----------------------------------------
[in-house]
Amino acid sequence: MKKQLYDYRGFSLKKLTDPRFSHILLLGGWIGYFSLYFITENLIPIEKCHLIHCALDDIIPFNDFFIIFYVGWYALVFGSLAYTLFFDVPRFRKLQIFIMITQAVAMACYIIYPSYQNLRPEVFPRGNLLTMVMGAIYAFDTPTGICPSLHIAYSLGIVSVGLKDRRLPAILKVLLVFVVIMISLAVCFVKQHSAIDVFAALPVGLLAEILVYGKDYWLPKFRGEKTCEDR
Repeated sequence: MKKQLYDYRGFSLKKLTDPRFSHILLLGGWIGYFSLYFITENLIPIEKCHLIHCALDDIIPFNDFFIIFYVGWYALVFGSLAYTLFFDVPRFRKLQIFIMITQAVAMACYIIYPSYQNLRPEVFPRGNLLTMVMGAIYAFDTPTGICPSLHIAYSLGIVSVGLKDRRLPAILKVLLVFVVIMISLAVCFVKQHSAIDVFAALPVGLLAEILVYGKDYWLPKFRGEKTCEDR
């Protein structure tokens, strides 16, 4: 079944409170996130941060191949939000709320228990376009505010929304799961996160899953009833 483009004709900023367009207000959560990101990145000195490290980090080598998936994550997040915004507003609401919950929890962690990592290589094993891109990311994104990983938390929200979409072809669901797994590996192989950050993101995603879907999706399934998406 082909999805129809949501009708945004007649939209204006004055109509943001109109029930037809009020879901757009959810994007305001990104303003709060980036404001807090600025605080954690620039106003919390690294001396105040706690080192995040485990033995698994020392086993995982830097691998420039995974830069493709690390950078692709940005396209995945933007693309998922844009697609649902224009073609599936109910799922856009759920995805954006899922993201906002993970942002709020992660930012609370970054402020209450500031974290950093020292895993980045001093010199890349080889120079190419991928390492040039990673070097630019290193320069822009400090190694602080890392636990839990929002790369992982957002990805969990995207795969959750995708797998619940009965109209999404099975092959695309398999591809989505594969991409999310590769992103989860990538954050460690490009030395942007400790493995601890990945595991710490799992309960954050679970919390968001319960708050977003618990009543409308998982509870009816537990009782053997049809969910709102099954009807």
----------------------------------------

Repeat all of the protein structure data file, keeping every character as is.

[in-house]
Amino acid sequence: MKKQLYDYRGFSLKKLTDPRFSHILLLGGWIGYFSLYFITENLIPIEKCHLIHCALDDIIPFNDFFIIFYVGWYALVFGSLAYTLFFDVPRFRKLQIFIMITQAVAMACYIIYPSYQNLRPEVFPRGNLLTMVMGAIYAFDTPTGICPSLHIAYSLGIVSVGLKDRRLPAILKVLLVFVVIMISLAVCFVKQHSAIDVFAALPVGLLAEILVYGKDYWLPKFRGEKTCEDR
Repeated sequence: MKKQLYDYRGFSLKKLTDPRFSHILLLGGWIGYFSLYFITENLIPIEKCHLIHCALDDIIPFNDFFIIFYVGWYALVFGSLAYTLFFDVPRFRKLQIFIMITQAVAMACYIIYPSYQNLRPEVFPRGNLLTMVMGAIYAFDTPTGICPSLHIAYSLGIVSVGLKDRRLPAILKVLLVFVVIMISLAVCFVKQHSAIDVFAALPVGLLAEILVYGKDYWLPKFRGEKTCEDR
């Protein structure tokens, strides 16, 4: 079944409170996130941060191949939000709320228990376009505010929304799961996160899953009833 483009004709900023367009207000959560990101990145000195490290980090080598998936994550997040915004507003609401919950929890962690990592290589094993891109990311994104990983938390929200979409072809669901797994590996192989950050993101995603879907999706399934998406 082909999805129809949501009708945004007649939209204006004055109509943001109109029930037809009020879901757009959810994007305001990104303003709060980036404001807090600025605080954690620039106003919390690294001396105040706690080192995040485990033995698994020392086993995982830097691998420039995974830069493709690390950078692709940005396209995945933007693309998922844009697609649902224009073609599936109910799922856009759920995805954006899922993201906002993970942002709020992660930012609370970054402020209450500031974290950093020292895993980045001093010199890349080889120079190419991928390492040039990673070097630019290193320069822009400090190694602080890392636990839990929002790369992982957002990805969990995207795969959750995708797998619940009965109209999404099975092959695309398999591809989505594969991409999310590769992103989860990538954050460690490009030395942007400790493995601890990945595991710490799992309960954050679970919390968001319960708050977003618990009543409308998982509870009816537990009782053997049809969910709102099954009807």